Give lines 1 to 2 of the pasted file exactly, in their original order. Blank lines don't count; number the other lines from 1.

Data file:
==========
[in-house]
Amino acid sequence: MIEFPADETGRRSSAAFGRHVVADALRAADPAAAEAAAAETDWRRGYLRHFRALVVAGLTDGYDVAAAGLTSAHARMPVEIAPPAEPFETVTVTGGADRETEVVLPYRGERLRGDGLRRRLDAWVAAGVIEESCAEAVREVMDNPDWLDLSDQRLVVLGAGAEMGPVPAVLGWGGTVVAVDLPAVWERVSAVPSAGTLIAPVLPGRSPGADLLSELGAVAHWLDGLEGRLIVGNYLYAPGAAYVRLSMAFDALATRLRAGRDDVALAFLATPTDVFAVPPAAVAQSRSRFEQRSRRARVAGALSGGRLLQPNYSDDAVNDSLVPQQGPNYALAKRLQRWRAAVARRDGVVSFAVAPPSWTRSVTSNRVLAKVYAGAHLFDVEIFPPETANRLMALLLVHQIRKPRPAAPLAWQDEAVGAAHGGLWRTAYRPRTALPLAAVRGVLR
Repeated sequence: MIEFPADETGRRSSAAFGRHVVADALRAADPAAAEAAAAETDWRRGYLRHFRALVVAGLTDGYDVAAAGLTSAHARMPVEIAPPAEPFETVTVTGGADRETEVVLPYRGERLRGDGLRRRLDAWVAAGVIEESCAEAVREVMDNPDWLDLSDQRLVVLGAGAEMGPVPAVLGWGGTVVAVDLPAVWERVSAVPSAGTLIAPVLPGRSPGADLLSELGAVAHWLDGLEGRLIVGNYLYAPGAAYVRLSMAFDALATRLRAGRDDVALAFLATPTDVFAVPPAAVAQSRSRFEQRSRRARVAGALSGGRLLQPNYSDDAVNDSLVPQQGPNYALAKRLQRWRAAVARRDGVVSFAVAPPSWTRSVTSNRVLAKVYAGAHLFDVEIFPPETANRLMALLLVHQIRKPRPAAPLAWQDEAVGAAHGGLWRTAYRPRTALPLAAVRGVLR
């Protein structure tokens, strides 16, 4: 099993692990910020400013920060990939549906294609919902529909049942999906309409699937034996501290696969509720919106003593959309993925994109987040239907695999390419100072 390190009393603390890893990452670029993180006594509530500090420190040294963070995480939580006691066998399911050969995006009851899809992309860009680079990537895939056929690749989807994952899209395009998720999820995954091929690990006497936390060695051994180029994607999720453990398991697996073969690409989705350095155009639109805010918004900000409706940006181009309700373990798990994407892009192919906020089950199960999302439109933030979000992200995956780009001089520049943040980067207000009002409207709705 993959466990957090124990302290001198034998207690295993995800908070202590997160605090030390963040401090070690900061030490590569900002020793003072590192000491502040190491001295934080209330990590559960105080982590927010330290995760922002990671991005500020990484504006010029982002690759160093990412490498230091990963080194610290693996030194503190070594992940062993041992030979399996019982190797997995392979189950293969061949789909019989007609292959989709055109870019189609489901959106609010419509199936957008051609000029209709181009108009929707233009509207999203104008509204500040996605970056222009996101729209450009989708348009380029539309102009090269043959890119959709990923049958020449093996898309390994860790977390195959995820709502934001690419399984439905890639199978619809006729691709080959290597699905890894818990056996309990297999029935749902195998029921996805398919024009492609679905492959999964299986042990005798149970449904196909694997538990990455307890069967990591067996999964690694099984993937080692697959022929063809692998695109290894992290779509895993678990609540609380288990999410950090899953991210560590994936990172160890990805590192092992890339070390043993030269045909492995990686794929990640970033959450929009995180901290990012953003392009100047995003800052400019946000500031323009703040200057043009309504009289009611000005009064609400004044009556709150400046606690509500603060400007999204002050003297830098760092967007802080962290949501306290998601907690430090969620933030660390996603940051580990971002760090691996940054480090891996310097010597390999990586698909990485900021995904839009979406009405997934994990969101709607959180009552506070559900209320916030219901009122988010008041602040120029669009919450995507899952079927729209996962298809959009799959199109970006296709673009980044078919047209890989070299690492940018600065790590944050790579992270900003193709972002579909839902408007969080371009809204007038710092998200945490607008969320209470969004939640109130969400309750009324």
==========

[in-house]
Amino acid sequence: MIEFPADETGRRSSAAFGRHVVADALRAADPAAAEAAAAETDWRRGYLRHFRALVVAGLTDGYDVAAAGLTSAHARMPVEIAPPAEPFETVTVTGGADRETEVVLPYRGERLRGDGLRRRLDAWVAAGVIEESCAEAVREVMDNPDWLDLSDQRLVVLGAGAEMGPVPAVLGWGGTVVAVDLPAVWERVSAVPSAGTLIAPVLPGRSPGADLLSELGAVAHWLDGLEGRLIVGNYLYAPGAAYVRLSMAFDALATRLRAGRDDVALAFLATPTDVFAVPPAAVAQSRSRFEQRSRRARVAGALSGGRLLQPNYSDDAVNDSLVPQQGPNYALAKRLQRWRAAVARRDGVVSFAVAPPSWTRSVTSNRVLAKVYAGAHLFDVEIFPPETANRLMALLLVHQIRKPRPAAPLAWQDEAVGAAHGGLWRTAYRPRTALPLAAVRGVLR